The prebuilt market has always been seen as a pretty consistent market and seems to face fewer issues with the supply than the consumer market. People see that they have the ability to negotiate with manufacturers to get a better price and have more stock available to them. That may be the case most times, but it certainly isn't now. In a recent article by Gordon Mah Ung on PC World, he reached out to prebuilt vendors and was able to gather some information. One thing to note, Gordon Mah Ung mostly spoke to smaller vendors and none of the caliber of Dell or HP.
The consistent trend amongst the vendor is the lack of a consistent stream of graphics cards. One even expressed that they were at the point where negotiation was not an option. They are now forced to pay the inflated price for the mainstream cards. Most said that Nvidia’s GeForce RTX 3080 and RTX 3090 were the most difficult to obtain of the 30-series cards. There is some promise in the RTX cards because some vendors reported that they are receiving cards on time even if they are low in stock and at an inflated price point.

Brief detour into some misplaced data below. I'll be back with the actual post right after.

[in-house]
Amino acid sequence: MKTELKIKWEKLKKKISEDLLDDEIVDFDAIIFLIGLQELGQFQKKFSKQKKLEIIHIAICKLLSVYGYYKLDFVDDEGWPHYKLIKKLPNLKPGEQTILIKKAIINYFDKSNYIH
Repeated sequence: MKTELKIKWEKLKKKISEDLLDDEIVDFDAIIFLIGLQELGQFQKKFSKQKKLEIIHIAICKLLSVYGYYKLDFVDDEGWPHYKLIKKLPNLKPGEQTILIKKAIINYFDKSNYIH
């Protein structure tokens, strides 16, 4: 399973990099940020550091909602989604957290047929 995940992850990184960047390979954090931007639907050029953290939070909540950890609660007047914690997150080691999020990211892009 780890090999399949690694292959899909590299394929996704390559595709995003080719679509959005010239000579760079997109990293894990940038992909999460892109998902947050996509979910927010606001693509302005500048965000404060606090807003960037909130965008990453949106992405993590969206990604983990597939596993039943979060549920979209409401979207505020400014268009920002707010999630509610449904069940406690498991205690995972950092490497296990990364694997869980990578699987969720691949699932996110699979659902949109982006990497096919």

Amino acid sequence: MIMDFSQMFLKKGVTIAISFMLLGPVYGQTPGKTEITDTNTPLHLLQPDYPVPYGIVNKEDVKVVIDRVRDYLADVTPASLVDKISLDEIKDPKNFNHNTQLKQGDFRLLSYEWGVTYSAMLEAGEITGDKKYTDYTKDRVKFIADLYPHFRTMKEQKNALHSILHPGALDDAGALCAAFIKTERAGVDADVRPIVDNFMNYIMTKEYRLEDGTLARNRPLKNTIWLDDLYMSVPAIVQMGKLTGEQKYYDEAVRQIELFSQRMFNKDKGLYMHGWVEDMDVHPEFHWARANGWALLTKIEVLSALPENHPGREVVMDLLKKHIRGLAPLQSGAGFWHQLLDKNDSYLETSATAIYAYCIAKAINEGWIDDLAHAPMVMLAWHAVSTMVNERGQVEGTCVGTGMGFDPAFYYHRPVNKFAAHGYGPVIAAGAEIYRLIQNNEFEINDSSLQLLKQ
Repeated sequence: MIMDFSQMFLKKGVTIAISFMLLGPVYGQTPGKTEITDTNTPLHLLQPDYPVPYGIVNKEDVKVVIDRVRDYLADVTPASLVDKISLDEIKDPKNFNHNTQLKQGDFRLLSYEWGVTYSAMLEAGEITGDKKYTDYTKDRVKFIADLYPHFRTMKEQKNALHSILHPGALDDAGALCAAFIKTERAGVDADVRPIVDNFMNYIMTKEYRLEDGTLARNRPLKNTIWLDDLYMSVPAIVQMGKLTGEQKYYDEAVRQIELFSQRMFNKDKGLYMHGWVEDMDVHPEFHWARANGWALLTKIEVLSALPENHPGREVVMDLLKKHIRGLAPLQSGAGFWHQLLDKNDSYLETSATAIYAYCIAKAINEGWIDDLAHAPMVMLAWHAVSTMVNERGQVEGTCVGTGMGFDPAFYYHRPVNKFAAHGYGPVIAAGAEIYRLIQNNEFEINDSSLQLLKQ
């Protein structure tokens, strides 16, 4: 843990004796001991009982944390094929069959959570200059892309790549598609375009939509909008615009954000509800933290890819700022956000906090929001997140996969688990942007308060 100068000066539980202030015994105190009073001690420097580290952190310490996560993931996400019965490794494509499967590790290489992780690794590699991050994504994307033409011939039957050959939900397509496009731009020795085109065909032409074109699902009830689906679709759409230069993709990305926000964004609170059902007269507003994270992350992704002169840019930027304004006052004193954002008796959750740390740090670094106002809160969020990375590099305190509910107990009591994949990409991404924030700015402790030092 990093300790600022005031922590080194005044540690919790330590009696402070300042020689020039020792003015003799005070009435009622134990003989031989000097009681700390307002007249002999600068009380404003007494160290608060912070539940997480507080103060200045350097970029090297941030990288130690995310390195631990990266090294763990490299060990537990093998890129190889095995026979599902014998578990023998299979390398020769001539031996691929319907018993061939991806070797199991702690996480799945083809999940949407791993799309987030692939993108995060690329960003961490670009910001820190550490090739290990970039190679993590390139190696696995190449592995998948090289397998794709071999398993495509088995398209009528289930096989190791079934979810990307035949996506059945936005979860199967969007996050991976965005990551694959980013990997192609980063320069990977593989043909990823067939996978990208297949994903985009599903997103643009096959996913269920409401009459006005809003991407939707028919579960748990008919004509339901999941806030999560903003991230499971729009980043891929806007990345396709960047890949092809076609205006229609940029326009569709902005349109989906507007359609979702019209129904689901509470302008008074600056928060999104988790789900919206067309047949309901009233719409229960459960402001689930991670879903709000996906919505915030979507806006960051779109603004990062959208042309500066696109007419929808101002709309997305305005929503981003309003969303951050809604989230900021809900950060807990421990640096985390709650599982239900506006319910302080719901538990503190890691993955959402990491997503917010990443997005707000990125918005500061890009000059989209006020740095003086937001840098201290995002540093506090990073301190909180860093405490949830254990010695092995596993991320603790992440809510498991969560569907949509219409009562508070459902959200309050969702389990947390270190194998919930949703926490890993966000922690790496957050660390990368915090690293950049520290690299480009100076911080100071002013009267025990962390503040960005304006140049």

A theory that some vendors share is that since they are lower on the totem pole, they get the leftover cards. They believe that larger OEMs are receiving preferential treatment based on their ability to make and sell larger quantities of prebuilt systems. Although I feel bad for the smaller vendors, the preferential treatment is a totally valid strategy for Nvidia because, at the end of the day, larger OEMs will do more for their bottom line than smaller ones.
It's an entirely different story with systems using components from AMD. AMD has fared the worst for OEMs with a huge shortage of AMD processors and graphics cards. As shown in the quantity of each component resold, AMD's stock is extremely, to the point where it is not viable making prebuilt systems with Zen 3 and Big Navi. Many smaller OEMs tend to share that view and have shifted to using older Ryzen 3000 series processors. This has put a strain on the supply of Ryzen 3000 series processors, and those have also experienced a jump in price with a Ryzen 5 3600XT with a list price of $599 which $50 more than the MSRP of the Ryzen 9 5900X.
Fear not, Intel is not facing the same supply issue which is quite surprising to see as was facing shortages for the most part of 2019. After facing the supply issues in 2019, Intel has improved its production and has created a strong supply chain. Intel also has access to its own fabs while AMD and Nvidia are relying heavily on TSMC. Another sigh of relief is the laptop market. The laptop market is currently doing well and not facing a shortage.